REEL TO REAL

Byline: Merle Ginsberg

NEW YORK — At first it’s hard to figure out what’s real and what’s not about Jennifer Ehle. The star of Broadway’s new Tom Stoppard revival, “The Real Thing” (a hit at the Donmar Warehouse in London, and later when it moved to London’s West End), is now a blazing redhead — she was a blonde in the BBC’s “Pride and Prejudice” and the big screen’s “Paradise Road” and “Wilde.” And although her accent is as clipped and British as can be, she’s actually American.
Half asleep from jet lag — the cast touched down in New York three days before this interview took place at the Cafe des Artistes — Ehle (pronounced EEH-leeh) sighs a lot and fusses with her hair.
“I haven’t really slept in three nights,” she says. “Yes, I’m adjusting to a new time zone, but I’m also adjusting to the adrenaline of New York.”
As for the bright red hair — which does seem to suit her “Real Thing” character, Annie, a contemporary actress who marries a famous playwright (Stephen Dillane, in the Stoppard-doppelganger role) and then adjusts to the realities of married life — Ehle’s got the perfect witty retort ready.
“I feel more comfortable being a not quite genuine redhead than a not quite genuine blonde. I was feeling like I was losing my dignity as a blonde.”
As for the English/American conflict, Ehle — the daughter of actress Rosemary Harris and novelist John Ehle of North Carolina — moved to England when she was 18 and attended the Central School of Speech and Drama and has lived there ever since. So both her accent and her American passport are real.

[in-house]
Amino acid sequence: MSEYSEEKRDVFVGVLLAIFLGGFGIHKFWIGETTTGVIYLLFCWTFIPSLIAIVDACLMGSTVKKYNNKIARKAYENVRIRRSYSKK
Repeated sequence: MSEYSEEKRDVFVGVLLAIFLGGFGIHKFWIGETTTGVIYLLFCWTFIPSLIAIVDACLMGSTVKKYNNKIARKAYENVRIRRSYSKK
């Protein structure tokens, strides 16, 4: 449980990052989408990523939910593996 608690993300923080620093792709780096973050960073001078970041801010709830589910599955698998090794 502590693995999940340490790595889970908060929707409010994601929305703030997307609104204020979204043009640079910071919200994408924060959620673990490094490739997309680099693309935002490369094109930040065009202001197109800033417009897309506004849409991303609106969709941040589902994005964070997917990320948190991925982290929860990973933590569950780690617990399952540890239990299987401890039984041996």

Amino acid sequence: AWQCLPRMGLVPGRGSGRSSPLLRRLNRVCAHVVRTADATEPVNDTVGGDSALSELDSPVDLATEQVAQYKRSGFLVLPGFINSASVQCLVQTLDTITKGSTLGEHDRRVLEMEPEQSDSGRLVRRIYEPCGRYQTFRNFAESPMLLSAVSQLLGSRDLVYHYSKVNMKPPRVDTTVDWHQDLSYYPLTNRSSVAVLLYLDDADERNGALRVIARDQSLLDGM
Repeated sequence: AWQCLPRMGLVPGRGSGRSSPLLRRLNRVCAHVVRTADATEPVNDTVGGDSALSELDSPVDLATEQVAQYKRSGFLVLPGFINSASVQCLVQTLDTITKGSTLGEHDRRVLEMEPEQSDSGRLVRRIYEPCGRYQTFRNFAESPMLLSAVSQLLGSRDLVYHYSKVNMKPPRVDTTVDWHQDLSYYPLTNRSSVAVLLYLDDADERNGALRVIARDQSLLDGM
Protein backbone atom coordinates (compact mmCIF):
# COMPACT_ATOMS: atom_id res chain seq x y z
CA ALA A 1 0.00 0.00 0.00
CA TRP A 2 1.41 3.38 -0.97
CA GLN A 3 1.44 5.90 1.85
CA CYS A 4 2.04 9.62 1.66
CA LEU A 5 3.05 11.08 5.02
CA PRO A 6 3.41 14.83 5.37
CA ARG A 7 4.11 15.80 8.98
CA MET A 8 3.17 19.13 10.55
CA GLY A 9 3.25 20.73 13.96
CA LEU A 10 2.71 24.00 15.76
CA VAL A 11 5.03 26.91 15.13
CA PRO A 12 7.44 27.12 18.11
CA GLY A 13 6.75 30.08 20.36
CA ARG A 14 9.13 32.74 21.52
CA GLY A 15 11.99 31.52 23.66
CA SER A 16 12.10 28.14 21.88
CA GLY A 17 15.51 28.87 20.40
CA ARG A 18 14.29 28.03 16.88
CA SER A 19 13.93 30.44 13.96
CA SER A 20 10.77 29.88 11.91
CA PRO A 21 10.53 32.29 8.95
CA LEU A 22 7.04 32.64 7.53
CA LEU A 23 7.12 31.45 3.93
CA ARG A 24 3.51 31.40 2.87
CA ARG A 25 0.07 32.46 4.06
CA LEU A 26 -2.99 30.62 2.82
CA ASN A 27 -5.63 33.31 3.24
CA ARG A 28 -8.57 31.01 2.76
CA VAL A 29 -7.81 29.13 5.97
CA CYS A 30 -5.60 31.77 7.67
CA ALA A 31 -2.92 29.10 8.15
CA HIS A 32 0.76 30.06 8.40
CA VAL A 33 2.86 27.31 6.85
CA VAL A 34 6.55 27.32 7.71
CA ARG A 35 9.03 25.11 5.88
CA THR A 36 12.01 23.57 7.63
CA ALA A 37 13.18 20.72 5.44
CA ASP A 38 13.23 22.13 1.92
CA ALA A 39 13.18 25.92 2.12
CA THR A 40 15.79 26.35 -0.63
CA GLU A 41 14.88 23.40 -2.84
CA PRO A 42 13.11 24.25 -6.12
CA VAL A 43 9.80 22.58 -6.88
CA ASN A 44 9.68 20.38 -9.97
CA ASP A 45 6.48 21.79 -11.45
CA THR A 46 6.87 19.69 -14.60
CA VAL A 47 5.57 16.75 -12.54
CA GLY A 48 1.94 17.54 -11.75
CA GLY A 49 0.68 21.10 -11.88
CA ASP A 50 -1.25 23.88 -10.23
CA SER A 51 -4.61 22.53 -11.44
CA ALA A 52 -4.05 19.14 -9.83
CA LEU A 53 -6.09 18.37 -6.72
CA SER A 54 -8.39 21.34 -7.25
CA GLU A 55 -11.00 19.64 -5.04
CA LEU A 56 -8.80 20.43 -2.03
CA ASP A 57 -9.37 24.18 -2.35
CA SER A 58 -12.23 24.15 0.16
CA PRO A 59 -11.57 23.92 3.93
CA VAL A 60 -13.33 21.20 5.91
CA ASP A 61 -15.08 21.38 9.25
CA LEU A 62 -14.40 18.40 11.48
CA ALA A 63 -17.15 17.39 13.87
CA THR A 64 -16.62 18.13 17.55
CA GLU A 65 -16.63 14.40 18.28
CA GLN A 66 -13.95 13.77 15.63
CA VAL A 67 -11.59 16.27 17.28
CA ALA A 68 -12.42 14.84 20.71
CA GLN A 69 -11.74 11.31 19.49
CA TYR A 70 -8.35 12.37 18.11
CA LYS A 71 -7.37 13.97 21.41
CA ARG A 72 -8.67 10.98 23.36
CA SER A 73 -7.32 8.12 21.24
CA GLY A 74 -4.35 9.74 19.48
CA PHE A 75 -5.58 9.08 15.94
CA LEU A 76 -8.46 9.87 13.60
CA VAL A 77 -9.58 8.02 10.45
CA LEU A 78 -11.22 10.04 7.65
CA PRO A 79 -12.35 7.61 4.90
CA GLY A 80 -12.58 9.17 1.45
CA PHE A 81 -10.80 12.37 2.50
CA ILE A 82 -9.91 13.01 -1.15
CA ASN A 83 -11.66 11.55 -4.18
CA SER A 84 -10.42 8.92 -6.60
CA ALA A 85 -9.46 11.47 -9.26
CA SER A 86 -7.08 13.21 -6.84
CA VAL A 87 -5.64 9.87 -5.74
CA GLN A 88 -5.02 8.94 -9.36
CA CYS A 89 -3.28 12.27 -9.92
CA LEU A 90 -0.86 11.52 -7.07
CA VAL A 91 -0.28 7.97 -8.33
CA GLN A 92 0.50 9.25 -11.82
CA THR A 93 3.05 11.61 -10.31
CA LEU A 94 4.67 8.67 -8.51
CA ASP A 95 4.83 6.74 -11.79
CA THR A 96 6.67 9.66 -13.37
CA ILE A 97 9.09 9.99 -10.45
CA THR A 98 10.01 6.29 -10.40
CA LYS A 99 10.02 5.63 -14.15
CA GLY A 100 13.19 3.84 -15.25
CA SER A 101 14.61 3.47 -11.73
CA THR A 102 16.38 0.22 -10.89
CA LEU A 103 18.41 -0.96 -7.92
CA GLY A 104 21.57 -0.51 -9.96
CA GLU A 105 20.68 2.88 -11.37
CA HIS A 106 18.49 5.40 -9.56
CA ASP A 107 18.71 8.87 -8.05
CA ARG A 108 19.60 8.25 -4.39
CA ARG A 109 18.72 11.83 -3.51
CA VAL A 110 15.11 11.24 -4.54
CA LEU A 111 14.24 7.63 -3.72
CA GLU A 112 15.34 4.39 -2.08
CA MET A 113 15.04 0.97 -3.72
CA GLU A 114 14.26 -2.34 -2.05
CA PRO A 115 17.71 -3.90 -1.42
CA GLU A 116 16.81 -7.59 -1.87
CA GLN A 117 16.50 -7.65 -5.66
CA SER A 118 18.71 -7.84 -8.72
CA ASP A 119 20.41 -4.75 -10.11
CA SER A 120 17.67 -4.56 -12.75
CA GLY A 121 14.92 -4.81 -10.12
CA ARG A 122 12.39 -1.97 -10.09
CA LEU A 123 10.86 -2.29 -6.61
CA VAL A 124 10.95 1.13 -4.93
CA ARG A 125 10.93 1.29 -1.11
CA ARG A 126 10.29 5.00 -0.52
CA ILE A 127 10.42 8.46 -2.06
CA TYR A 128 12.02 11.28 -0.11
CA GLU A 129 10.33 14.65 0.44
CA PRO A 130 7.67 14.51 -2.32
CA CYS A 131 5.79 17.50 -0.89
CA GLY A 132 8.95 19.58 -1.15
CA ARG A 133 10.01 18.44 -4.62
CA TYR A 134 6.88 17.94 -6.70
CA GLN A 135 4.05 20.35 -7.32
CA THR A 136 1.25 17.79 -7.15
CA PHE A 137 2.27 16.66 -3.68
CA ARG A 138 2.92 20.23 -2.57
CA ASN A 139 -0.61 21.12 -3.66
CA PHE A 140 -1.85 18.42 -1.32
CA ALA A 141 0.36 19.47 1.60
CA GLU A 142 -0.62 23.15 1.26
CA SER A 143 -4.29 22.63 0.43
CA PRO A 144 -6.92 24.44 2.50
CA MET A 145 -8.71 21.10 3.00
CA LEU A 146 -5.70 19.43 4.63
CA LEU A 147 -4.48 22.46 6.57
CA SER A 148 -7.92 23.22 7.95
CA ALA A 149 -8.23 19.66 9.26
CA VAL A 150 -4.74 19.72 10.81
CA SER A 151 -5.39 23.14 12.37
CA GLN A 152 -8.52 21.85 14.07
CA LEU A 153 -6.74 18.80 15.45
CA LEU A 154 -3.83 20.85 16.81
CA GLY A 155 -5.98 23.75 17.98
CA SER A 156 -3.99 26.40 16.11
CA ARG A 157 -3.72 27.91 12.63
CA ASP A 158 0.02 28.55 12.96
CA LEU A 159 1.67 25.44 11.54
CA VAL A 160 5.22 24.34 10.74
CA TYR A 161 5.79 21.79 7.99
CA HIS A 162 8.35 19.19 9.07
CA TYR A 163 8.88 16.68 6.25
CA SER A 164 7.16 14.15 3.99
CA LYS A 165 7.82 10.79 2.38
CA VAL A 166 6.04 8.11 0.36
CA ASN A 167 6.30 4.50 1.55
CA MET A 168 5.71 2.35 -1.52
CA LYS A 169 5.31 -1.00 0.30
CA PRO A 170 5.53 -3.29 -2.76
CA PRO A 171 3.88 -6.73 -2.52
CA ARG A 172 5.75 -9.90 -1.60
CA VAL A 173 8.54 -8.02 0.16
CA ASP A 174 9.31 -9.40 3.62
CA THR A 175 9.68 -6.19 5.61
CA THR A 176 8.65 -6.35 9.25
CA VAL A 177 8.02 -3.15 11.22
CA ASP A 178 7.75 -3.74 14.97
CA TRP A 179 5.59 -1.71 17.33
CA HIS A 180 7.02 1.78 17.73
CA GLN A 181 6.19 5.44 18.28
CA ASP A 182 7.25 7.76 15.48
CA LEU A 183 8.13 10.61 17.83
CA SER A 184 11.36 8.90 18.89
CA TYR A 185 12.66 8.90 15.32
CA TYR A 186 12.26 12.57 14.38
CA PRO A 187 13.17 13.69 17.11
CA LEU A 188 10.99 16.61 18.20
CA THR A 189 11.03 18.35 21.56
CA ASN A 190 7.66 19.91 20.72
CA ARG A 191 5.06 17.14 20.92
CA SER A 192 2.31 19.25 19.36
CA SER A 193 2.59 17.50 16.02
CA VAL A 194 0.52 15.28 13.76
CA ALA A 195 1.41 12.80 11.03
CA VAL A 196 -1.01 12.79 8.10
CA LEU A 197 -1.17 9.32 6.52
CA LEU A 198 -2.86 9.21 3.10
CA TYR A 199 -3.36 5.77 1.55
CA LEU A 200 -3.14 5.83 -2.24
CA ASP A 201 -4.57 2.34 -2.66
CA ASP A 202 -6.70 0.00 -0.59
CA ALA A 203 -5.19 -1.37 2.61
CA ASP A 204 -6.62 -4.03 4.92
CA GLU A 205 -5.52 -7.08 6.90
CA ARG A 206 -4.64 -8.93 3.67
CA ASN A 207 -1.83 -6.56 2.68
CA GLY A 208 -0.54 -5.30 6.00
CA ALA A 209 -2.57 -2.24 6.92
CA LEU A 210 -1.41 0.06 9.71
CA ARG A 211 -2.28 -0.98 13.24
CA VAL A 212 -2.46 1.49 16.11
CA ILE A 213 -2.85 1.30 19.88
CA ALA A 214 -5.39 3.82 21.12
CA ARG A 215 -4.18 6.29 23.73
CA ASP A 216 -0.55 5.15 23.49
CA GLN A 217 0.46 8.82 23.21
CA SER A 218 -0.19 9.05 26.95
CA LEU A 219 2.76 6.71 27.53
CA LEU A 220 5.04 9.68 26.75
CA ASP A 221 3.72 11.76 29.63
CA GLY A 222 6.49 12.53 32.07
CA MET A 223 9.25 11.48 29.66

And even though she’s been a player in the Royal National Theater and the Royal Shakespeare Company, and won the BAFTA for “Pride and Prejudice,” Ehle says she and the rest of the British cast of “The Real Thing” haven’t really been able to adjust to what a hit the play became in London — and how likely it is to repeat that at the Ethel Barrymore in its run that opens tonight.
“None of us were expecting it. It’s not in any of our experience. What was so exciting in London is that ‘The Real Thing’ turned into a date night for everybody. It celebrates and explores love — and in the end, I don’t think it’s cynical. Most people think it’s Stoppard’s most accessible and upbeat play.”
It was Stoppard who sought out Ehle to play Annie. “I’d just finished ‘A Taste of Sunshine’ with Ralph Fiennes,” she says, about Istvan Szabo’s multi-generational film that is finally opening in the U.S. in June, “and I hadn’t worked for nine months. I just sat in Starbucks in London every day and nearly went mad. Then I got a call from my agent, who’d gotten a call from Tom Stoppard. He’d apparently read an interview with me in the Independent where I moaned about not working. He’d been told I was unavailable. I said, tell him I’m available — I’m over at Starbucks.”
The next day she was called in to read, but hadn’t actually read the play since she was 14. “I read very badly,” says the very self-deprecating actress. “I was shocked when they asked me to do it.”
Her character is adored by her first husband, worshiped by her playwright husband, and the object of lust of every other male character in the play.
“In rehearsal, I began to realize that every man in this play is fixated with her. And you know what? It’s great fun, and quite liberating! But what I love about Annie is that she’s not limited by the things about her that enable men to fixate on her. It’s quite rare — she’s flawed, she’s real, she’s still loved — and she was written by a man.”

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